The workbook ethic
Any school publisher's representative will confirm that most modern foreign languages teachers do not buy sets of coursebooks. Teachers' PGCE courses persuaded them of the wisdom of this approach, the day they were asked to criticise a coursebook. They found fault on every page, forgetting that good criticism also involves identifying the good in a resource.
Many steer clear of languages courses because, for many learners, only part one is manageable: we have all made the mistake of spending a high proportion of our precious annual capitation on a set of books which looked impressive but are impossible to use. And, of course, a department's annual capitation does not buy many books, especially when "the kids lose them".
Yet the quality of language courses has improved considerably in recent years. As for those where subsequent parts are too challenging, why not switch to part two of a more suitable course?
Workbooks now accompany many courses. Since pupils write in these, they cannot be reused and, at more than pound;2 each, can seem prohibitively expensive. Yet workbooks can be an excellent compromise when pupils cannot take a textbook home, providing both essential reinforcement and vital homework tasks.
Asking parents who can afford it to pay for workbooks does go against the spirit of free education; but is an exercise book bursting with tatty worksheets produced by a stressed teacher more likely to raise pupil attainment?
I recently supported a newly qualified teacher who was struggling to prepare each lesson using a bland topic outline from her department's scheme of work, and drawers full of unsuitable worksheets.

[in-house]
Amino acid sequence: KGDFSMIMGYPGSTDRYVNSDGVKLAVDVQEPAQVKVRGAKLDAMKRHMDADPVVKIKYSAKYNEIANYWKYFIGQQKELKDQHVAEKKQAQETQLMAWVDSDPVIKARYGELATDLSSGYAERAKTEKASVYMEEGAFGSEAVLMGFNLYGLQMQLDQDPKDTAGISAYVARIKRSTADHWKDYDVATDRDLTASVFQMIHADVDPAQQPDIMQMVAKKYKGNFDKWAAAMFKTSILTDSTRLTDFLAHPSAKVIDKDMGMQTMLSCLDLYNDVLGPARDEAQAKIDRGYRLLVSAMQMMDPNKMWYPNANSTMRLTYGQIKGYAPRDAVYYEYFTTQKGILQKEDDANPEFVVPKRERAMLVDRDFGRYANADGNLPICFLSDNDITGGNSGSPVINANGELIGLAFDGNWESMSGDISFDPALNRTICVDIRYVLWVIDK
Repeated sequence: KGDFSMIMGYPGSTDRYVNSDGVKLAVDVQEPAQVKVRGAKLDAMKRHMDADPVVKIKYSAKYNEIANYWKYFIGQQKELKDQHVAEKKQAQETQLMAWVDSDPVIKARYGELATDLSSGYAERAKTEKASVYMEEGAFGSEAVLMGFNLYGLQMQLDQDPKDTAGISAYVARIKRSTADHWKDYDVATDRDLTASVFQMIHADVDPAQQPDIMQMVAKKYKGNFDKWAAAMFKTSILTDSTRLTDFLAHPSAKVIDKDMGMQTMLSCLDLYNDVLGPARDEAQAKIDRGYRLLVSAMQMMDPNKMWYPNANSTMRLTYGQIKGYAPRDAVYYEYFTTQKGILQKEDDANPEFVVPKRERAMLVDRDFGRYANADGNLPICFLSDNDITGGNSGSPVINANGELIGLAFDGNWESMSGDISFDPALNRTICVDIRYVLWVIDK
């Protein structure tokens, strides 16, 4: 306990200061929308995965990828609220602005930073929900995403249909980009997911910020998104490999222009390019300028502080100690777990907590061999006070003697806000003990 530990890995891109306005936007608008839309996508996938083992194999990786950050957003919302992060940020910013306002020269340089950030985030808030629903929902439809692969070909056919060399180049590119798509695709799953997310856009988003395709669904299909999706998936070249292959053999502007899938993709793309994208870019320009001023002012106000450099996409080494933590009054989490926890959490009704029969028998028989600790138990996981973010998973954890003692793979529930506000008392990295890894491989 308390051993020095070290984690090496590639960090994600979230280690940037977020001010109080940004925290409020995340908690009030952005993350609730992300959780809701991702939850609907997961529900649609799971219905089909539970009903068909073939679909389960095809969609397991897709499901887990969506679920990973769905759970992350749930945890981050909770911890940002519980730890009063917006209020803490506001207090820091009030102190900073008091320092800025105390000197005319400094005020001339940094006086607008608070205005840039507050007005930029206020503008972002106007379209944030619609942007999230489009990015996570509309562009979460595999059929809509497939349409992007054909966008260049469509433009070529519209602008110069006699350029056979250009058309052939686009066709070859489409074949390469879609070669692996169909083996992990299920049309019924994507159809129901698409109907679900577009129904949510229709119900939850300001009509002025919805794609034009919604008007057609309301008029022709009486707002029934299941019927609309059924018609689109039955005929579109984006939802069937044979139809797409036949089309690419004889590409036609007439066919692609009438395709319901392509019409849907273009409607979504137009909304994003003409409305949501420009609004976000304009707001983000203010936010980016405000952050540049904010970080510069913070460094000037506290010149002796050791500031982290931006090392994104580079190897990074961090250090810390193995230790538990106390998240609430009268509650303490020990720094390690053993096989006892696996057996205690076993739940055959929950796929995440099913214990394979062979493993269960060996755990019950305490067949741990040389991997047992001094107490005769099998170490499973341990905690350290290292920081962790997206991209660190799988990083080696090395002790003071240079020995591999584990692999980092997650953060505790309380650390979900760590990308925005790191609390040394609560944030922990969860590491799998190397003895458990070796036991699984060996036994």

I wanted to show her some of the new workbooks which accompany language courses so she would know what was available, and sought her head of department's permission as a courtesy. To my horror, her head asked me not to show the newly qualified teacher the workbooks.
Is it any wonder that many pupils drop their languages after Year 9 when they have spent three years believing themselves unworthy of a textbook or workbook? Yet an increasing number of headteachers will willingly find the extra money to provide workbooks for pupils who cannot afford them. Being a head of department means leading as well as managing.
"Leading" should include leading the way as far as adopting a suitable coursebook is concerned; and "managing" should include managing to ensure that each copy lasts as long as possible, from buying a plastic cover for each book, to ensuring they are counted out and back each lesson.
Clearly, caution must be exercised before investing in a particular course.
A good piece of advice is often given to people about to buy an exercise bike: do it once you've met two people who are still using theirs.
I am ashamed to say that, for years, I was in the "Don't needcan't afford a coursebook" camp. Then I joined a school where one coursebook per subject per child was the norm. Once you have experienced this, there is no going back.
But if I am ever in doubt, I only need remember a girl I taught some years ago. She worked very hard and would have followed any advice. Her determination would have helped her, with guidance, make sense of the grammatical explanations in a coursebook, but we did not use one.
She easily had the ability to achieve a GCSE grade C; but she received a D.
This proved beyond doubt that "We cannot afford NOT to have a coursebook."
l The author, who wishes to remain anonymous, is a head of department and has taught in schools with results across the GCSE attainment range